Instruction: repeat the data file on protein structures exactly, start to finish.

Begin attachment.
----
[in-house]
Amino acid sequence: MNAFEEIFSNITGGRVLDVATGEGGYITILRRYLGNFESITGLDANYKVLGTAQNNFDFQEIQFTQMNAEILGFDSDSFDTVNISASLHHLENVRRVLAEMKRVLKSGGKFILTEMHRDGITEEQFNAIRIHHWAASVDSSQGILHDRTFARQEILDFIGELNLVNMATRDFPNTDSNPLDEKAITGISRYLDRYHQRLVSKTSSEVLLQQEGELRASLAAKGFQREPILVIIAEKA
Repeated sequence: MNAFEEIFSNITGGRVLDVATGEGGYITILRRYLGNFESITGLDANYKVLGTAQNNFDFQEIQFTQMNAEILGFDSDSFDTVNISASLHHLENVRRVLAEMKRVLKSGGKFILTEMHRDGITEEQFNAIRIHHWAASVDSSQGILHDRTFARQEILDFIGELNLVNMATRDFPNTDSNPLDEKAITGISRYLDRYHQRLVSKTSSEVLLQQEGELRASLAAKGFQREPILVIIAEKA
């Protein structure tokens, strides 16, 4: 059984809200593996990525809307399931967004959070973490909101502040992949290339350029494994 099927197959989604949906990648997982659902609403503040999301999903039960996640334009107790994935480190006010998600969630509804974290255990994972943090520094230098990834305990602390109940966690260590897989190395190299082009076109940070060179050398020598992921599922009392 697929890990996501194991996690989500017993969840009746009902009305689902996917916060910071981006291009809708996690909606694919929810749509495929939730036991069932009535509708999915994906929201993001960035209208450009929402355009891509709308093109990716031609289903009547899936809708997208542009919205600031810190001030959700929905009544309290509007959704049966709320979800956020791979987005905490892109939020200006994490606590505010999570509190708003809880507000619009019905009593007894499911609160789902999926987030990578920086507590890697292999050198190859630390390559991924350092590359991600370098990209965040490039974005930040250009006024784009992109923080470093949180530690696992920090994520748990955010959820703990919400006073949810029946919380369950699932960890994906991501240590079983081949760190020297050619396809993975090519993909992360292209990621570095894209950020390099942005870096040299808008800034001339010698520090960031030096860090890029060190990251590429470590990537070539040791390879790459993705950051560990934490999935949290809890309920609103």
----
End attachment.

[in-house]
Amino acid sequence: MNAFEEIFSNITGGRVLDVATGEGGYITILRRYLGNFESITGLDANYKVLGTAQNNFDFQEIQFTQMNAEILGFDSDSFDTVNISASLHHLENVRRVLAEMKRVLKSGGKFILTEMHRDGITEEQFNAIRIHHWAASVDSSQGILHDRTFARQEILDFIGELNLVNMATRDFPNTDSNPLDEKAITGISRYLDRYHQRLVSKTSSEVLLQQEGELRASLAAKGFQREPILVIIAEKA
Repeated sequence: MNAFEEIFSNITGGRVLDVATGEGGYITILRRYLGNFESITGLDANYKVLGTAQNNFDFQEIQFTQMNAEILGFDSDSFDTVNISASLHHLENVRRVLAEMKRVLKSGGKFILTEMHRDGITEEQFNAIRIHHWAASVDSSQGILHDRTFARQEILDFIGELNLVNMATRDFPNTDSNPLDEKAITGISRYLDRYHQRLVSKTSSEVLLQQEGELRASLAAKGFQREPILVIIAEKA
């Protein structure tokens, strides 16, 4: 059984809200593996990525809307399931967004959070973490909101502040992949290339350029494994 099927197959989604949906990648997982659902609403503040999301999903039960996640334009107790994935480190006010998600969630509804974290255990994972943090520094230098990834305990602390109940966690260590897989190395190299082009076109940070060179050398020598992921599922009392 697929890990996501194991996690989500017993969840009746009902009305689902996917916060910071981006291009809708996690909606694919929810749509495929939730036991069932009535509708999915994906929201993001960035209208450009929402355009891509709308093109990716031609289903009547899936809708997208542009919205600031810190001030959700929905009544309290509007959704049966709320979800956020791979987005905490892109939020200006994490606590505010999570509190708003809880507000619009019905009593007894499911609160789902999926987030990578920086507590890697292999050198190859630390390559991924350092590359991600370098990209965040490039974005930040250009006024784009992109923080470093949180530690696992920090994520748990955010959820703990919400006073949810029946919380369950699932960890994906991501240590079983081949760190020297050619396809993975090519993909992360292209990621570095894209950020390099942005870096040299808008800034001339010698520090960031030096860090890029060190990251590429470590990537070539040791390879790459993705950051560990934490999935949290809890309920609103």